>>> holiday millions of americans are coping with weather-related disaster. in the southeast it's floodwaters brought on by the pounding rain of tropical storm lee this weekend. that same storm system didn't drop any rain where they so badly need it, in texas. but winds from lee helped whip up wildfires in that bone-dry state. in the last 24 hours fire crews have been called to at least 63 new fires across texas. fires that have torched more than 30,000 acres. nbc's jay gray is just outside austin tonight, jay.

>> reporter:  hey there, kate. you're absolutely right. fire teams still working dozens of wildfires across texas right now. one of the worst is here in bastra outside of austin. you can see the ominous bluplume of smoke behind me, evidence this blaze is still burning out of control. the sfwens flaintense flames are relentless. a blaze pushed by the residual effects of tropical storm lee, winds gusts to 40 miles per hour, an amber glow swallowing everything in its path. wildfires cutting a twisted path across texas, challenging strike teams who are now getting help from the air along the front lines, but at this point they're still no match for the flames.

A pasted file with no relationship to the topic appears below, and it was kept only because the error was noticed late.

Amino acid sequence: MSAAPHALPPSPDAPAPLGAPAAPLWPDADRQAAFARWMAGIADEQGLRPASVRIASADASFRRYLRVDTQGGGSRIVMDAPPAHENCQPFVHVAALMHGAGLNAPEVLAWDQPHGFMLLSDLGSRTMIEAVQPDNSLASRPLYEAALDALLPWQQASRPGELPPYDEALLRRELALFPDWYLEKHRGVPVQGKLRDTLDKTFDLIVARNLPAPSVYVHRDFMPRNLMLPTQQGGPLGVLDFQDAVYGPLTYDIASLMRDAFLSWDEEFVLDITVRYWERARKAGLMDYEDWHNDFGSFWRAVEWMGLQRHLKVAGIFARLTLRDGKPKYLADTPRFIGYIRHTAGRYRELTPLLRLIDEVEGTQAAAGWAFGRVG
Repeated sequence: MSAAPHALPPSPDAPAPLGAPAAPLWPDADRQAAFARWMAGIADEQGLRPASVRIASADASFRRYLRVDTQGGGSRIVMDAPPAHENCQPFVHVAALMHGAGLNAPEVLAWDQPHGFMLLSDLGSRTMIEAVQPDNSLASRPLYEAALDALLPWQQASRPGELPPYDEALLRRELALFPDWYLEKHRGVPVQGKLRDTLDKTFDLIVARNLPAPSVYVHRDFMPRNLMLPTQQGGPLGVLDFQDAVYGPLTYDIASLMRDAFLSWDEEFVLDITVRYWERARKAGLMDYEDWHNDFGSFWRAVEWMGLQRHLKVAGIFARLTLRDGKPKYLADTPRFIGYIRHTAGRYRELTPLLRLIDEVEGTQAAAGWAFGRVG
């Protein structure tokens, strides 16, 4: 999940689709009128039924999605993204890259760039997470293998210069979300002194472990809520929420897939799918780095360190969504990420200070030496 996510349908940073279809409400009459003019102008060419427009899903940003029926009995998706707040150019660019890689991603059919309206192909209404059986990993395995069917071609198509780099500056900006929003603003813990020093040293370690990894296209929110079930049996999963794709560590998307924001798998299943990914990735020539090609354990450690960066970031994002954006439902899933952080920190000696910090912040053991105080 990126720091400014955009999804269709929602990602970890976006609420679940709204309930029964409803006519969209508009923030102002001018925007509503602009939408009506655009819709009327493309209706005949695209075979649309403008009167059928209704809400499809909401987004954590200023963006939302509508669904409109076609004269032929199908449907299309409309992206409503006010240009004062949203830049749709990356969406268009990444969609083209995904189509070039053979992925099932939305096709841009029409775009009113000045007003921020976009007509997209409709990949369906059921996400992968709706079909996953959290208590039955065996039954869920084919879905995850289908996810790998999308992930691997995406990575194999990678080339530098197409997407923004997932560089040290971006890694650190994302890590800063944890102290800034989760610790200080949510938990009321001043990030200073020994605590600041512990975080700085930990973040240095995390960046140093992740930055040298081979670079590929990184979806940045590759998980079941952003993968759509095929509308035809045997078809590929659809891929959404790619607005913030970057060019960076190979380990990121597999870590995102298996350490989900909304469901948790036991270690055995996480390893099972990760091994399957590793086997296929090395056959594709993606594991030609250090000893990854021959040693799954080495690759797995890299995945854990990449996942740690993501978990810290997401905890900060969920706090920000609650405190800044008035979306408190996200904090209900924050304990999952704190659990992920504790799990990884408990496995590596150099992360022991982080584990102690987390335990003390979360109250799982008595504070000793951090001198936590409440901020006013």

>> this fire is not over. it's not contained at this time. it's probably going to get better -- it's going to get worse before it gets better.

>> reporter:  it's hard to believe things could get much worse. just outside of austin, more than 450 homes have been reduced to ash. over 17,000 acres charred. numbers that are growing.

>> oh, my god.

>> reporter:  5,000 families have been forced from their homes.

>> total devastation.

>> reporter:  hundreds are stays in area shelters. that's where monica turner was when she got the call.

>> we just found out that our house has been destroyed.

>> reporter:  as a wall of smoke continues to fill the horizon, monica struggles to find out what will happen when the smoke clears.

>> i don't know roit now.

>> reporter:  as the fires continue the violent march across the state, crews have been stem celled past their limits.

>> this has been a very, very difficult fire and a very, very difficult time for our firefighters.

>> reporter:  and more difficult for thousands who must somehow try to piece together the charred debris and ash, all that's left of their lives. again, a live look at that plume of smoke that stretches for miles here. the recovery will have to wait. strike teams continue to work around the clock, but kate, they say it will be days before they begin to have a handle on this blaze.

>> jay gray in texas tonight. thank you.